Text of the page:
On a blustery Chicago day, Dec. 2, 1942, Dr. Agnew and a few dozen other people gathered to see if the pile could sustain a chain reaction. Recording pens jumped as atoms split in two. The success meant that, in theory, the human race now had the means to illuminate cities or level them. He was 21.
Dr. Agnew arrived at Los Alamos in March 1943 with his wife, Beverly. The couple shared a bunkhouse with another couple and a man who cooked nothing but Chinese food, even for breakfast. Amid the tall pines and deep canyons, Dr. Agnew helped build and run a particle
accelerator whose data helped demonstrate the merits of various bomb designs.
When the world’s first nuclear blast lit up the New Mexico desert before dawn on July 16, 1945, Dr. Agnew was already far away, preparing for the bombing of Hiroshima. He was “aching” for the run to Japan, he recalled, because so many friends had died in the war. He autographed the bomb.
On Aug. 6, he boarded a B-29 bomber that accompanied the Enola Gay, which was carrying the bomb code-named Little Boy. Dr. Agnew and two other scientists measured the size of the shock wave and thus the bomb’s power.
Afterward, he and his colleagues took turns peering out a small window at the mushroom cloud and the ground damage. Dr. Agnew filmed the devastation with a 16-millimeter Bell & Howell movie camera he had taken along. He was the only person to witness the whole undertaking, from reactor to weapon to Hiroshima.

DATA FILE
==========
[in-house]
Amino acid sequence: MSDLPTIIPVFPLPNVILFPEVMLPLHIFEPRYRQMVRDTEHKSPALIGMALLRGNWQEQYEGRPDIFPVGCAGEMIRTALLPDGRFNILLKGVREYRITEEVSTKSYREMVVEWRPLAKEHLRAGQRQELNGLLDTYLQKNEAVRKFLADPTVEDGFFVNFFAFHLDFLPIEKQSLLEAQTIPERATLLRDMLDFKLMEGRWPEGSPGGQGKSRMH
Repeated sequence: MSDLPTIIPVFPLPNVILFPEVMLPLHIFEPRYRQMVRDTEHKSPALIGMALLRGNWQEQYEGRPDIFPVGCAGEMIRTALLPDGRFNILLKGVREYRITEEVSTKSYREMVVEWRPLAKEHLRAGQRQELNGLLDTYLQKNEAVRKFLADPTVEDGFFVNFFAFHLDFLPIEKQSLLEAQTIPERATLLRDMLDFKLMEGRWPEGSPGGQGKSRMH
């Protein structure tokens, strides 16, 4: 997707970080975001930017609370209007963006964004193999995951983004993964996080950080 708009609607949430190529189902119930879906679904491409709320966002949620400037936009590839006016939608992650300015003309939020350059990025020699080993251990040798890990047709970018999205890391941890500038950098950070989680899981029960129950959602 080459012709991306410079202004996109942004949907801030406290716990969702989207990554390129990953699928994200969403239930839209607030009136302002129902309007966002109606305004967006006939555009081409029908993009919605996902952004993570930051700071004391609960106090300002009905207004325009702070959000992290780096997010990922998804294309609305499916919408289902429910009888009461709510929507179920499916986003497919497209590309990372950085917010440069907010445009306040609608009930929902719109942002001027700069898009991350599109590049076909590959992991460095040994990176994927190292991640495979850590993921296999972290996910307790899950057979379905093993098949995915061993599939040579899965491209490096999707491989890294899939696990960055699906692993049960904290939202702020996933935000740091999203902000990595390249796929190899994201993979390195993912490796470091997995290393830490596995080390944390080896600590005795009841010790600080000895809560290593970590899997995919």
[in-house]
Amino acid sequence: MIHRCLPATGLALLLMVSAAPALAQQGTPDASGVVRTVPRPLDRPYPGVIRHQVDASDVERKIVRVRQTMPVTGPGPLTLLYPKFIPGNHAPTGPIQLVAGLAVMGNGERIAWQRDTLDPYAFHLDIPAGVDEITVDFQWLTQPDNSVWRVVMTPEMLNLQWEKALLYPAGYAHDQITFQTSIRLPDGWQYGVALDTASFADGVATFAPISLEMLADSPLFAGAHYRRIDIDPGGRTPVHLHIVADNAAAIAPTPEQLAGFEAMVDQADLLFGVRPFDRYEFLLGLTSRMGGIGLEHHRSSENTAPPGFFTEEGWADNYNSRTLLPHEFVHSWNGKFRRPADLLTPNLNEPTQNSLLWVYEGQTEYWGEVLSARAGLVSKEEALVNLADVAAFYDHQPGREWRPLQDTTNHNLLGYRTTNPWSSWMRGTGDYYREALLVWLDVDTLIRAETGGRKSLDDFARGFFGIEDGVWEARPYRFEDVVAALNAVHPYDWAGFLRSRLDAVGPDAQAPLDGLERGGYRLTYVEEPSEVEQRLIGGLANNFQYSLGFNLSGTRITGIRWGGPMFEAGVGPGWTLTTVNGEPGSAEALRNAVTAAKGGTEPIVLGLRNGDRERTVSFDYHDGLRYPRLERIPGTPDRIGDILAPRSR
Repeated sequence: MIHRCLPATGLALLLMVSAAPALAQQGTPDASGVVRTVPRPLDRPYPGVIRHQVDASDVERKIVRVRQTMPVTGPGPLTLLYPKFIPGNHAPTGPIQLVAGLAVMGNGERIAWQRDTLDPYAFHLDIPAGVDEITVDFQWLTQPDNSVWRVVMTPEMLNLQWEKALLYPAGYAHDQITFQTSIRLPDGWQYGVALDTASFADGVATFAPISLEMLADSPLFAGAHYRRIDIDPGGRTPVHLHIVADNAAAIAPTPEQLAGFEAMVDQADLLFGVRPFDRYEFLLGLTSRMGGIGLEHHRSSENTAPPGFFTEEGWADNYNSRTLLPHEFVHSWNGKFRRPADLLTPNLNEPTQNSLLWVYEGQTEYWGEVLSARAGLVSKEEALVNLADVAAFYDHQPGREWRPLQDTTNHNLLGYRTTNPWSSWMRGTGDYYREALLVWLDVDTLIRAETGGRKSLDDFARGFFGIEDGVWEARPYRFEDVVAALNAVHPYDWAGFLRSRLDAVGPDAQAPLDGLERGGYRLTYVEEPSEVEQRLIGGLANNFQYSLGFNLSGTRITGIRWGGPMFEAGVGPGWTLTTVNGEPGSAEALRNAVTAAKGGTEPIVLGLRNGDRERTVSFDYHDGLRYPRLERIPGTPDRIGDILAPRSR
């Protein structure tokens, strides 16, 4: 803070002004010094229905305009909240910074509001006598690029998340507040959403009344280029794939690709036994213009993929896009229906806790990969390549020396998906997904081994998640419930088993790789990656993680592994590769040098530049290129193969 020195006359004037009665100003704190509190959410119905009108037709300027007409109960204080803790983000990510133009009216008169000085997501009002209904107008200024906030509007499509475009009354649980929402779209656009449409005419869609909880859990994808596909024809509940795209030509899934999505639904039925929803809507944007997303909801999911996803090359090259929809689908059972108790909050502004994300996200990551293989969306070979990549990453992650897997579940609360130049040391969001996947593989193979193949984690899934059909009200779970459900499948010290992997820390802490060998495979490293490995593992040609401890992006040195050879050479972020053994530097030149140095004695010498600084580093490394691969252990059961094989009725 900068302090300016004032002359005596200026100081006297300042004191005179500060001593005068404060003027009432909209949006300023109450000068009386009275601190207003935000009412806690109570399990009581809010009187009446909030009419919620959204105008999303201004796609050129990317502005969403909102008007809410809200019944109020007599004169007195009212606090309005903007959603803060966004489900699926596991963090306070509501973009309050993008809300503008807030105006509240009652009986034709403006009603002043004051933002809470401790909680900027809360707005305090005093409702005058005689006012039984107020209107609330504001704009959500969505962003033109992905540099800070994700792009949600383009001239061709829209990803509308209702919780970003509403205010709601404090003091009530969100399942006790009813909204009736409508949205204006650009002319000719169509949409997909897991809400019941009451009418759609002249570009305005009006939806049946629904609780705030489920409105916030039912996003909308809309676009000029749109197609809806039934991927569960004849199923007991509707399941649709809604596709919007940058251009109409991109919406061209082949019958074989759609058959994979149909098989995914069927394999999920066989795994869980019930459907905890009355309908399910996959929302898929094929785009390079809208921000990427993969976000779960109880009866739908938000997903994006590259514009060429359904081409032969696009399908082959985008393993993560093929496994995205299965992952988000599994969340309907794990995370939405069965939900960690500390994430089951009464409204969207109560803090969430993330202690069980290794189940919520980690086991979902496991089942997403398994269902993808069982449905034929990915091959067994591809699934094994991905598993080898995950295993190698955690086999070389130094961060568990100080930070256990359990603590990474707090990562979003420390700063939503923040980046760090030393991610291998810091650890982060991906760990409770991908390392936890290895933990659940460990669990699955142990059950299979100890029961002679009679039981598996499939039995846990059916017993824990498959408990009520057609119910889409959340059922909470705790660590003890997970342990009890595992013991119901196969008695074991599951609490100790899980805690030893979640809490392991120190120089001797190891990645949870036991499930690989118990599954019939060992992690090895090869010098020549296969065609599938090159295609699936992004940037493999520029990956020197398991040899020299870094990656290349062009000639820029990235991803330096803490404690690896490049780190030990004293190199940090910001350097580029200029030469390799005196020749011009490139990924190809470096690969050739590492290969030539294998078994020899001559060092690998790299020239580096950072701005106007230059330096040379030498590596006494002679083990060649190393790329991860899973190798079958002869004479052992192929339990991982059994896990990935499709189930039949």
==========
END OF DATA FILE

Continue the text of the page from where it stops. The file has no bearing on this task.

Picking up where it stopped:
After the war, he studied with Fermi at Chicago and received his Ph.D. in physics in 1949. Returning to Los Alamos, he joined the hunt for a technical edge over the Soviet Union, which had exploded its own atomic bomb in 1949, surprising the West.
The first hydrogen bomb, tested successfully in 1952, weighed a staggering 65 tons. Dr.
Agnew helped perfect lighter H-bombs that were deliverable over long distances.
In the 1960s, serving as scientific adviser to the supreme allied commander in Europe, he led the development of protective devices for nuclear arms that kept them under tight presidential control.
Returning to Los Alamos, Dr. Agnew was named head of the weapons division, which developed the warhead for the Minuteman intercontinental ballistic missile, among other arms. In 1970, he became director of the lab, with a staff of about 7,000. Meanwhile, political radicals at the University of California, which ran Los Alamos, labeled him a war criminal and tried him in absentia.